Least understood … yet EASIEST to use …
Target Disk Mode is probably the mode that is least used and most misunderstood. When you want to copy a few files and don’t want to bother with all kinds of settings, then this is definitely the fastest and easiest way to quickly access files on one Mac to transfer to another Mac.
Step 1 – Power down the Mac you’d like to access
This would be the Mac (Mac-A) who’s disks you’d like to access from the other Mac (Mac-B).
Step 2 – Connect the Thunderbolt cable to both Mac’s
Use a standard Thunderbolt cable and connect one end to Mac-A and the other to Mac-B.
Step 3 – Boot the Mac you want to access while holding the “T” key
Start the Mac (Mac-A) you’d like to access, and hold down the “T” key while booting, you should see a screen like this:
Your Mac in Target Disk Mode
Step 4 – Access the files and/or drives
Now in this step, it all depends how you wanted to use the Target Disk Mode. This can be during the boot of the Mac (Mac-B) you want to use to access the other Mac, or you just want to access files when the your Mac (Mac-B) is already running. In the latter you’d see the drives appear in Finder.
If you’ve called your hard disk on both Mac’s the same (stupid idea that I had), then things might be a bit confusing, since both drives will appear in the Finder and it might be tricky to identify which is which. Just remember that there will be an Eject symbol next to the drives that can be written to Mac-A,… Read-only drives will not show an eject symbol.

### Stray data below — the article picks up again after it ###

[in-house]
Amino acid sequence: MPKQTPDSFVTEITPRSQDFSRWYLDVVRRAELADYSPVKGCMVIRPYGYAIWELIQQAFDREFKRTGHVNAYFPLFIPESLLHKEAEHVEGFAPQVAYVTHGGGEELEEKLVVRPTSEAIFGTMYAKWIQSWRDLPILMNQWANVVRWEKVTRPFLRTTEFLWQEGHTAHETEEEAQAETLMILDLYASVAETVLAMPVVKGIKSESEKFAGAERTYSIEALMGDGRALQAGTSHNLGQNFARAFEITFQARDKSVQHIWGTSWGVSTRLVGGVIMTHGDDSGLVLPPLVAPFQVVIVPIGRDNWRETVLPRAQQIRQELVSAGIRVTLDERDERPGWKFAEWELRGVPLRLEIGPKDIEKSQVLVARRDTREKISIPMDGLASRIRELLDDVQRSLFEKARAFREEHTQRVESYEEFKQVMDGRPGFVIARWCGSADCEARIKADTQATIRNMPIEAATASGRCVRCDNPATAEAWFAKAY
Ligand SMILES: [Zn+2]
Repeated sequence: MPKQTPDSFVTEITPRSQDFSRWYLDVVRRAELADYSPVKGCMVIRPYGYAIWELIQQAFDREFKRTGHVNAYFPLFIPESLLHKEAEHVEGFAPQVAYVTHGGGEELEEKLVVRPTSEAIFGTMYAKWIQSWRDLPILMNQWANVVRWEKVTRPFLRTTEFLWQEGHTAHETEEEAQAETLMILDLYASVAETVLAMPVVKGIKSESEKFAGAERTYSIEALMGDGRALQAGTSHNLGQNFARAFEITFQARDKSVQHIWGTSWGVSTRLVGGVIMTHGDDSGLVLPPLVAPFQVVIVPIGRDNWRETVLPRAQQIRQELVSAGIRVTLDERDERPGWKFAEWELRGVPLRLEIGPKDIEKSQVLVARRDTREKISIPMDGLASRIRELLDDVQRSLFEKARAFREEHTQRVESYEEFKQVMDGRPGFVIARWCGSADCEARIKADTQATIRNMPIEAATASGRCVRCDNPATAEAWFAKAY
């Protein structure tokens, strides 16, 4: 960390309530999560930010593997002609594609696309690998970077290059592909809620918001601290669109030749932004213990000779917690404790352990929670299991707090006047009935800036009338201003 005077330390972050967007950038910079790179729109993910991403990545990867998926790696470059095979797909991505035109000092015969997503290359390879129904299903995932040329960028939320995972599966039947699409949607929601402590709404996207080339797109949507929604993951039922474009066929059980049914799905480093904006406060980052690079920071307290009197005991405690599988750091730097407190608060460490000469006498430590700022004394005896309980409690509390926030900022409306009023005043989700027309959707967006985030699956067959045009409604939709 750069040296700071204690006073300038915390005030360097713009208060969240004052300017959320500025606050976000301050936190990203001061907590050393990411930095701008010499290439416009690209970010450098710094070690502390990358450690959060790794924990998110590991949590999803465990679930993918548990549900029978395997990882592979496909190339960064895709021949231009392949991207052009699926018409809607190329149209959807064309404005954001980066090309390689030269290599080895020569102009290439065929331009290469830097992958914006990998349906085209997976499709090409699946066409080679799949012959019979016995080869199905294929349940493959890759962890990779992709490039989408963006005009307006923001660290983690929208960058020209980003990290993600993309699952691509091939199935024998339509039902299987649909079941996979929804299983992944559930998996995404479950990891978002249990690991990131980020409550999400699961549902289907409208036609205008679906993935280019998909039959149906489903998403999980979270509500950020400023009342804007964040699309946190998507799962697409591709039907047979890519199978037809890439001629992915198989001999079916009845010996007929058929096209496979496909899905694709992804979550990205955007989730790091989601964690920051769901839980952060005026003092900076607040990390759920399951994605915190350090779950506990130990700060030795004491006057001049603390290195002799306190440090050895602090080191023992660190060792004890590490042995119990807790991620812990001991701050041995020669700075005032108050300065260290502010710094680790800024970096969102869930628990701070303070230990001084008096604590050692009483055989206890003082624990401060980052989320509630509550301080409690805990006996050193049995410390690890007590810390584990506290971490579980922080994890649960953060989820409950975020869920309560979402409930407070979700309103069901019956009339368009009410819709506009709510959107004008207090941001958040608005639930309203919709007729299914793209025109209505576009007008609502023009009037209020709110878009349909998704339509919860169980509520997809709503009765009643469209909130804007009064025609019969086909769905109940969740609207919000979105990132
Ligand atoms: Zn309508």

Target Disk Mode – Drives visible!
Step 5 – Closing the connection
Properly Eject Writable Drives!
Now this part you should pay attention to … Like with a USB drive, on Mac-B, you will need to eject the drives that are writable properly before powering down the other Mac (Mac-A). Once ejected, you can power down Mac-A by pressing and holding the Power Button until the Mac shuts down (takes about 8 seconds) and reboot to Mac OS X if needed.
Getting Your App Back
The application in question and all its associated preference files will go to the Trash. Once there, simply pick them up and copy them somewhere safe. Knowing these files’ locations, you could always hunt for them in their corresponding folders of course, but picking them up from the trash is just faster.
Then, place those files into a flash drive or anywhere where you can pull them out from on your new Mac.
Once done, head to your new Mac and drag the application from your flash drive to the Applications folder. Then, drag the preference files to the exact paths shown on the screenshot you took earlier on.
Start the app and all your preferences should be right there as if you had never changed Macs. Enjoy!